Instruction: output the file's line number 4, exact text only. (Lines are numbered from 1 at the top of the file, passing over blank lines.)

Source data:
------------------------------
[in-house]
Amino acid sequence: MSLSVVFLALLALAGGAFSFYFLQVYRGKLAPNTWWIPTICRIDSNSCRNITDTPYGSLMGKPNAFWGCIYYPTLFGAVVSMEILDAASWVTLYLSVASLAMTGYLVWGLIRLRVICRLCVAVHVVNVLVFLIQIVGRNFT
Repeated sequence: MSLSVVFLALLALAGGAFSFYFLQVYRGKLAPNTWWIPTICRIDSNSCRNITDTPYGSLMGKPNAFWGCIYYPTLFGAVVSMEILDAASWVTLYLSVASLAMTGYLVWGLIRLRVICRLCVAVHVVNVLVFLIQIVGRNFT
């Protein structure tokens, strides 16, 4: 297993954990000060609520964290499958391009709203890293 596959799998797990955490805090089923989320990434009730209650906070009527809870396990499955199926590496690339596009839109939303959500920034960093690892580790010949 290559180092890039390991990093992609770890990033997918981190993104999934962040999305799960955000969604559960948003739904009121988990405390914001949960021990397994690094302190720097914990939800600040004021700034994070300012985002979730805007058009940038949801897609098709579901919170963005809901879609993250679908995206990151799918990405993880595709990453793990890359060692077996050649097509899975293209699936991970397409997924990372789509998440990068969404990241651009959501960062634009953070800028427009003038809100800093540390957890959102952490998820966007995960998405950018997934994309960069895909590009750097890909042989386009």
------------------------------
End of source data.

């Protein structure tokens, strides 16, 4: 297993954990000060609520964290499958391009709203890293 596959799998797990955490805090089923989320990434009730209650906070009527809870396990499955199926590496690339596009839109939303959500920034960093690892580790010949 290559180092890039390991990093992609770890990033997918981190993104999934962040999305799960955000969604559960948003739904009121988990405390914001949960021990397994690094302190720097914990939800600040004021700034994070300012985002979730805007058009940038949801897609098709579901919170963005809901879609993250679908995206990151799918990405993880595709990453793990890359060692077996050649097509899975293209699936991970397409997924990372789509998440990068969404990241651009959501960062634009953070800028427009003038809100800093540390957890959102952490998820966007995960998405950018997934994309960069895909590009750097890909042989386009």